3 June 2003, Rome -- The discovery of bovine spongiform encephalopathy (BSE) in a cow in Canada proves that active surveillance and diagnosis programmes are working, FAO said in a statement today.

"The identification of a single case of BSE is not a cause for panic," said FAO's Andrew Speedy, Animal Production and Health Division.

"It is good news that odd single cases of BSE are being picked up by inspection. There has been no sign of an escalation of numbers in any of the countries that have identified isolated cases. Rather, it demonstrates that active surveillance is picking up the one-in-a-million case."

"All countries should continue to check for the disease and apply precautionary measures, even where BSE has never been found," Speedy said.

BSE cases since 2001

A few cases of BSE have been found since 2001 in a number of new countries like the Czech Republic (4), Greece (1), Israel (1), Japan (7), Luxemburg (2), Poland (5), Slovakia (11) and Slovenia (3), according to official reports to the Office International des Epizooties (OIE).

"This is the result of effective government programmes to find and destroy the disease," Speedy said.

"In addition, the trend in the European countries which were most affected is certainly downwards. In the UK, for example, the numbers peaked in 1992 with 37 000 cases and went down to 1 144 cases in 2002. There were less than 1 000 cases identified by the surveillance programmes in the rest of Europe in 2002, out of a total cattle population of over 80 million."

Meat-and-bone-meal is no longer fed to ruminants in many countries and it has been banned altogether in the EU, according to FAO. Programmes are in place to test large numbers of animals by microscopic examination and modern laboratory tests. Affected animals are destroyed. These steps are meant to ensure that infective material will not enter the food chain.

More stringent controls required

FAO urged countries to apply its recommendations made together with the World Health Organization (WHO) and OIE in 2001.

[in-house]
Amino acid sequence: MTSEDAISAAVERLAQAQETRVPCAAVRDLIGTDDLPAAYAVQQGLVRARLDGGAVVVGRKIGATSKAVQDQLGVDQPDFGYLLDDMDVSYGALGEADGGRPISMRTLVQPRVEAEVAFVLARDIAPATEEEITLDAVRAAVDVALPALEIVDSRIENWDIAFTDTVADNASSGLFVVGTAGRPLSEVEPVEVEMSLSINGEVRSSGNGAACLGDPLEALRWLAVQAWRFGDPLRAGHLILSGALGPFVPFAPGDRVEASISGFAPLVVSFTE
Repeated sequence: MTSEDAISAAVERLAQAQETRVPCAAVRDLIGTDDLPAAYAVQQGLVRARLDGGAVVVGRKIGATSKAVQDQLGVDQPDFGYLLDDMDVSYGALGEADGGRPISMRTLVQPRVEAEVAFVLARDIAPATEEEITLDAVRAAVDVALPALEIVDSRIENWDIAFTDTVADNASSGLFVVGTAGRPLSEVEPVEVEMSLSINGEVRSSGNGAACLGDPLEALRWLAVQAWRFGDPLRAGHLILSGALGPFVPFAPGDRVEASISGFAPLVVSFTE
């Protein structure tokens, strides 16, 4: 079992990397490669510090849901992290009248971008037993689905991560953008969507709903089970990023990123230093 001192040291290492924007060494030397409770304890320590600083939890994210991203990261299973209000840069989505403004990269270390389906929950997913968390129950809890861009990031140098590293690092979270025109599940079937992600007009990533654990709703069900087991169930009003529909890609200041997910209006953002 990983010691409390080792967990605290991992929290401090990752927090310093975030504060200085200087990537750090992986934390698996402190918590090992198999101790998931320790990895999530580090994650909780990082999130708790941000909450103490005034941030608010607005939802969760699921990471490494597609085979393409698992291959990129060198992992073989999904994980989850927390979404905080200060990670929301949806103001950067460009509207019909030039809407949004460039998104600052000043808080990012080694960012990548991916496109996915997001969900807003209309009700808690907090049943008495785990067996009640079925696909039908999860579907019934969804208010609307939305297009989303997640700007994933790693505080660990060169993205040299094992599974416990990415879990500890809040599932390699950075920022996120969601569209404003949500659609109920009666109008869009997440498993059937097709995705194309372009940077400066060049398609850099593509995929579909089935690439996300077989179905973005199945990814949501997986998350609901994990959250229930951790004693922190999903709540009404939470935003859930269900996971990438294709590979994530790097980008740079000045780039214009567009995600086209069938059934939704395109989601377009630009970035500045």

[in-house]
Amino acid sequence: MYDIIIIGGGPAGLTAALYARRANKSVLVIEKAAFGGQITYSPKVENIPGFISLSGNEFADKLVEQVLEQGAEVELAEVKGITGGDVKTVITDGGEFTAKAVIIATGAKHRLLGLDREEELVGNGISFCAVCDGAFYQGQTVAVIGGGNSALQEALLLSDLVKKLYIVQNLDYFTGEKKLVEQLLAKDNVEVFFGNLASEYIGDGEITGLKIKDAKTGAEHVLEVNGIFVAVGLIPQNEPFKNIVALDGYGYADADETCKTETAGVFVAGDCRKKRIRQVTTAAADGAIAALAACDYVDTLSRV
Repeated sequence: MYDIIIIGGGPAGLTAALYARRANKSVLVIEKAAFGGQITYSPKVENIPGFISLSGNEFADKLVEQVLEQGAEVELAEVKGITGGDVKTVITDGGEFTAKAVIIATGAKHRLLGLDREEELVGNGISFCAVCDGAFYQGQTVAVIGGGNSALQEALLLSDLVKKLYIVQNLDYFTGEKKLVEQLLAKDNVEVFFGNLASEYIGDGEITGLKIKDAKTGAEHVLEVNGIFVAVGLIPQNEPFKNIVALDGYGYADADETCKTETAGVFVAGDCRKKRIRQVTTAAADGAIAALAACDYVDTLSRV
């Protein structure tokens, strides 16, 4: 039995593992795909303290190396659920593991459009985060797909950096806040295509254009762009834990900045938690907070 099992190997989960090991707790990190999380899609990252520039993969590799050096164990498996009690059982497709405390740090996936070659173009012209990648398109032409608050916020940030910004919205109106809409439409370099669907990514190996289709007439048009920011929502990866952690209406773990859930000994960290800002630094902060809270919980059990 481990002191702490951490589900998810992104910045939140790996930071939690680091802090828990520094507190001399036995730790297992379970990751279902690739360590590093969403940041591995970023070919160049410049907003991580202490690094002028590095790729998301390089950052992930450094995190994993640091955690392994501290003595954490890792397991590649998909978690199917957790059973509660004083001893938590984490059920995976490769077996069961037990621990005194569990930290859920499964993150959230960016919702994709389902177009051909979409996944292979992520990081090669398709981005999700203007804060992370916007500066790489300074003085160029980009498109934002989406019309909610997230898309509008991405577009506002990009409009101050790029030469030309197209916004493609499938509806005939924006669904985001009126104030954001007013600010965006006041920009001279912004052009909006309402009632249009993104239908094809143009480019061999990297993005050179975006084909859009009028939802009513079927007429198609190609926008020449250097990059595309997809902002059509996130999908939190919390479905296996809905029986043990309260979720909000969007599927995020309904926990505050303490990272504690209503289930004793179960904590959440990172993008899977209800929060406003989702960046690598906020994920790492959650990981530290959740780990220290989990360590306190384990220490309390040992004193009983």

"Even countries which have not found any cases of BSE should now consider adopting more stringent measures," Speedy said.

In particular, countries should apply the following measures:
  • A national risk assessment should be conducted for the presence of BSE, considering imports of feed and cattle and the efficiency of the rendering and feed industries.

  • Specified risk materials (brains, eyes, tonsils, spinal cord, etc.) should be removed from all beef and sheep carcasses over 12 and 6 months respectively.

  • Standards of rendering need to be improved with the correct temperature, pressure and time of processing (133 degrees, 3 bar, 20 minutes).

  • All cross-contamination of rendered products and in animal feed manufacture must be avoided. There are risks of cross-contamination if feed for poultry and pigs or pet food is in contact with feed for cows.

  • Where this cannot be achieved, the use of meat and bone meal in animal feeds should be banned altogether.

  • Besides passive surveillance and testing of all animals showing neurological symptoms, active surveillance should be carried out, including: all cows which are killed because of disease or accident, all emergency slaughtered cows, and a random sample of all cows during routine slaughter.

  • Cows found with BSE must be killed; all direct offspring of cows with BSE should be slaughtered as well as all animals born in the same year and the same herd as the animal with BSE; in all these cases, the carcass must be incinerated.

  • Effective national identification and recording should be implemented to ensure that animals can be traced back to source.
Open trade depends on assurance that the product is safe and this can only be achieved by undertaking the national risk assessment, active surveillance and implementation of all recommended measures, Speedy said. "It is not so much whether there have been isolated cases of BSE found by animal testing, but rather whether the exporting country can provide assurance that the system is in place to keep infective material out of the food chain."

Spreading 'good practices'

To help other countries implement stricter controls, FAO is facilitating cooperation between Switzerland, which has successfully dealt with the BSE crisis, and countries in Eastern Europe, Africa and Latin America.

"Training the trainers in this cooperation project will allow the spread of expertise in further countries requiring such assistance. This will involve not only inspectors and laboratory personnel but also those involved in the feed and meat industries so that they are trained in 'good practices' which minimize the risks throughout the food chain."

Keeping the dangerous material out of the food chain and not amplifying the risk through feeding it back to animals are the principle factors to ensure against the survival of BSE in a country.

"Stricter rules and attention to detail are called for to be absolutely sure that meat is safe," Speedy said.

Contact:
Erwin Northoff
Information Officer, FAO
erwin.northoff@fao.org
(+39) 06 5705 3105